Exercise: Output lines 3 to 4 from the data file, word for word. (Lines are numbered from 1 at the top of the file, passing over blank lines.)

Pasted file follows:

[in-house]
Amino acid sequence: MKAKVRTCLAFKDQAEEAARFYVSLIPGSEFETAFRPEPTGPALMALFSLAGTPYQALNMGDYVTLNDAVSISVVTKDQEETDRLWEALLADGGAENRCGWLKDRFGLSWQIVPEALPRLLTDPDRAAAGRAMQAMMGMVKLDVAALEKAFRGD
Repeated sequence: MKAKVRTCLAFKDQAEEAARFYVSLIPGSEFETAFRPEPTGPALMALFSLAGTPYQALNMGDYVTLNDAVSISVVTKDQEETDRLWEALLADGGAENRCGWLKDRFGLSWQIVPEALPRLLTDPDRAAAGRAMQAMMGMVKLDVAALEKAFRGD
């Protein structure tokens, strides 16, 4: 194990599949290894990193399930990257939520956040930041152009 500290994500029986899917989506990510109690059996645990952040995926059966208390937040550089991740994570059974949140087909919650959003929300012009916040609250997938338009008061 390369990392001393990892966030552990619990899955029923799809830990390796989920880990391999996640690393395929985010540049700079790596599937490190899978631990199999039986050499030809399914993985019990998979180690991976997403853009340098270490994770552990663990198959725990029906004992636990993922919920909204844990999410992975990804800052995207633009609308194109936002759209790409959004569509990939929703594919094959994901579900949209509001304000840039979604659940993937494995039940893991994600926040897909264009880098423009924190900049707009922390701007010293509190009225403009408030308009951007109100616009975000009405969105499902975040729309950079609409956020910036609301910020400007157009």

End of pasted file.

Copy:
Repeated sequence: MKAKVRTCLAFKDQAEEAARFYVSLIPGSEFETAFRPEPTGPALMALFSLAGTPYQALNMGDYVTLNDAVSISVVTKDQEETDRLWEALLADGGAENRCGWLKDRFGLSWQIVPEALPRLLTDPDRAAAGRAMQAMMGMVKLDVAALEKAFRGD
């Protein structure tokens, strides 16, 4: 194990599949290894990193399930990257939520956040930041152009 500290994500029986899917989506990510109690059996645990952040995926059966208390937040550089991740994570059974949140087909919650959003929300012009916040609250997938338009008061 390369990392001393990892966030552990619990899955029923799809830990390796989920880990391999996640690393395929985010540049700079790596599937490190899978631990199999039986050499030809399914993985019990998979180690991976997403853009340098270490994770552990663990198959725990029906004992636990993922919920909204844990999410992975990804800052995207633009609308194109936002759209790409959004569509990939929703594919094959994901579900949209509001304000840039979604659940993937494995039940893991994600926040897909264009880098423009924190900049707009922390701007010293509190009225403009408030308009951007109100616009975000009405969105499902975040729309950079609409956020910036609301910020400007157009």